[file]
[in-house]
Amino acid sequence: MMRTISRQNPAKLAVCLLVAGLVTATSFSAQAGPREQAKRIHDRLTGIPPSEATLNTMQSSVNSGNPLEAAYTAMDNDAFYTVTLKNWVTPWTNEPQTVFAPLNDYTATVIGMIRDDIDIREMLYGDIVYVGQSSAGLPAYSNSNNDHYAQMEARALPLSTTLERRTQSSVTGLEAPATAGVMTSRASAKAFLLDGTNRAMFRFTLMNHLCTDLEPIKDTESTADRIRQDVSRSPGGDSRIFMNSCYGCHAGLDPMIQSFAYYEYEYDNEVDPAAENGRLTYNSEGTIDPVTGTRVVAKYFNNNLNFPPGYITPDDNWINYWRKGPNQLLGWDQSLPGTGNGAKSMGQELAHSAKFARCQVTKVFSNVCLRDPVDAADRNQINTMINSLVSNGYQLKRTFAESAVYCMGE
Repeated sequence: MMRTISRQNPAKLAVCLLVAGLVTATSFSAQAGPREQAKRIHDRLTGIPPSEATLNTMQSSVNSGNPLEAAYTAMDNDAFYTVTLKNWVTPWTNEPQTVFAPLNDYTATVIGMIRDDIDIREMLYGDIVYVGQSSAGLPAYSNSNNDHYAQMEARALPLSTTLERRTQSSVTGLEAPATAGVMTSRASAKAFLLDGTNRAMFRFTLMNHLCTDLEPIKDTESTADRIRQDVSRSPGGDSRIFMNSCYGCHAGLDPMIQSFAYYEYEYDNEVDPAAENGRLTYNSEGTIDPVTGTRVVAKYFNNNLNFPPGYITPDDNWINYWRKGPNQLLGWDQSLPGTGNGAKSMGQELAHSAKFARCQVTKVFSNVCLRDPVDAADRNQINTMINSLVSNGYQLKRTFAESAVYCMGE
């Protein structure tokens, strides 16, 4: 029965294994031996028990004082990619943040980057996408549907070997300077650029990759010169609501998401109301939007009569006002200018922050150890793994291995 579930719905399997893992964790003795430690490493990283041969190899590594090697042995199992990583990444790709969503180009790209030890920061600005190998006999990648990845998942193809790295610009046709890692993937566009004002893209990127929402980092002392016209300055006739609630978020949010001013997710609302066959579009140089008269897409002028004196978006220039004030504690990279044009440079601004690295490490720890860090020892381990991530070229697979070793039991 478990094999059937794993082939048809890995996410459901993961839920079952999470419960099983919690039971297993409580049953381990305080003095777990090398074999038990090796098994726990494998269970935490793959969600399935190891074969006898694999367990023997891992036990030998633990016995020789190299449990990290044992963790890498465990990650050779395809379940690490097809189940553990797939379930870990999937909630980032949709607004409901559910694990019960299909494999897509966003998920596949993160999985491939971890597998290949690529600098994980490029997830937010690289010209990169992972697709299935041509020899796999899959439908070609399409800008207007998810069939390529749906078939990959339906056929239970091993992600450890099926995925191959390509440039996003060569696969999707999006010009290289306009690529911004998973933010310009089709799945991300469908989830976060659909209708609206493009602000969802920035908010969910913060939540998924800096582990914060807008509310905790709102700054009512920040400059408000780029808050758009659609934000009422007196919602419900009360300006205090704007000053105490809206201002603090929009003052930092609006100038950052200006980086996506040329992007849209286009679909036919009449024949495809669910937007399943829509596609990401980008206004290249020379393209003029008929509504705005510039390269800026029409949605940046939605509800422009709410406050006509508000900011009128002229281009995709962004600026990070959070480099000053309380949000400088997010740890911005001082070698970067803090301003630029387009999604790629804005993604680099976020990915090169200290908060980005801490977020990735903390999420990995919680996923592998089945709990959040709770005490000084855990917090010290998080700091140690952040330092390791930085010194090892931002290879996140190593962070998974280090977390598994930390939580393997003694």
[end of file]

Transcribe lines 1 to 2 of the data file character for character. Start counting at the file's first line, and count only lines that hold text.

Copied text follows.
[in-house]
Amino acid sequence: MMRTISRQNPAKLAVCLLVAGLVTATSFSAQAGPREQAKRIHDRLTGIPPSEATLNTMQSSVNSGNPLEAAYTAMDNDAFYTVTLKNWVTPWTNEPQTVFAPLNDYTATVIGMIRDDIDIREMLYGDIVYVGQSSAGLPAYSNSNNDHYAQMEARALPLSTTLERRTQSSVTGLEAPATAGVMTSRASAKAFLLDGTNRAMFRFTLMNHLCTDLEPIKDTESTADRIRQDVSRSPGGDSRIFMNSCYGCHAGLDPMIQSFAYYEYEYDNEVDPAAENGRLTYNSEGTIDPVTGTRVVAKYFNNNLNFPPGYITPDDNWINYWRKGPNQLLGWDQSLPGTGNGAKSMGQELAHSAKFARCQVTKVFSNVCLRDPVDAADRNQINTMINSLVSNGYQLKRTFAESAVYCMGE